I think Tinder is turning into no more than another social media app for us to scroll through. Like Facebook, Instagram, and Snapchat, we like and scroll unconsciously as a way to distract ourselves from our daily tasks. It becomes habit, a way to shirk responsibility, and to let ourselves “relax.” But what’s relaxing about mindlessly scrolling through something we have little to no interest in? All we’re doing is wasting time, procrastinating from our next assignment or task. It’s a passive way to placate ourselves, and to check out when we no longer want to be in the present moment.
Our habit of mindlessly scrolling can be linked to how many people treat relationships now — as a passive way to drift through life, or as a distraction or time filler. By taking the timeless practice of dating, and turning it into another social media app that promotes unconscious scrolling, we’re turning relationships into a peripheral activity, something we do when we have 10 minutes free before class. We are diminishing the importance of relationships, and the amount of time and energy we put into them. We don’t often commit or form attachments; these are challenging to do when you’re toggling your attention between the dozens of matches you have.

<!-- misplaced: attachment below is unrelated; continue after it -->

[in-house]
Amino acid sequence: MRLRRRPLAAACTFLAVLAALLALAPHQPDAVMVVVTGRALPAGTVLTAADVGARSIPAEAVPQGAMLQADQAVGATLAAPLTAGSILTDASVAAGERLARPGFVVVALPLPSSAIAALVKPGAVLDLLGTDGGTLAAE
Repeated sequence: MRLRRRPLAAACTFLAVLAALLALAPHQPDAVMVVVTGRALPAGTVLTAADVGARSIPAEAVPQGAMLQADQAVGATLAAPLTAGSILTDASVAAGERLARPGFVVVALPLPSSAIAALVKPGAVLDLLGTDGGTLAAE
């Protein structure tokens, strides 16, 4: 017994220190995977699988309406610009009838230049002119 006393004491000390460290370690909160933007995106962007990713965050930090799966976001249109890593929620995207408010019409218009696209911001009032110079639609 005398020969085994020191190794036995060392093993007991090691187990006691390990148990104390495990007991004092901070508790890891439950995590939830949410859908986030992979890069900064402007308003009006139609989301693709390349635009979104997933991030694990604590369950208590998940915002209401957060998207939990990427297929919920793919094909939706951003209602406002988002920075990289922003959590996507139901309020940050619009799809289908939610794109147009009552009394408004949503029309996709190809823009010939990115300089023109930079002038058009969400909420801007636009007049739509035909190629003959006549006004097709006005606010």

Another problem that Andrea had, as with practically all of my female friends that I asked, is that many found themselves the target of unwanted sexual attention instantly upon matching with someone. Instead of a simple “Hey, how’s it going,” or commenting on something in their profile, the match decides to open with lewd, unwarranted remarks, some of which are blatant sexual harassment.
What makes a person think that it’s acceptable to bombard someone with unnecessary, troubling messages online? Is it the anonymity, or would they be like this in real life, too? I’ve heard people say that creating a Tinder profile is an invitation for creeps to wedge themselves into your life, as though this welcomes them to send concerning messages to others. To an extent, anyone making a Tinder profile has to expect that they will meet some people they wouldn’t interact with on a day to day basis (and that’s what it’s about, right? Meeting new people), but it’s not an invitation or a valid excuse to be a creep, and no one is “asking” for harassment.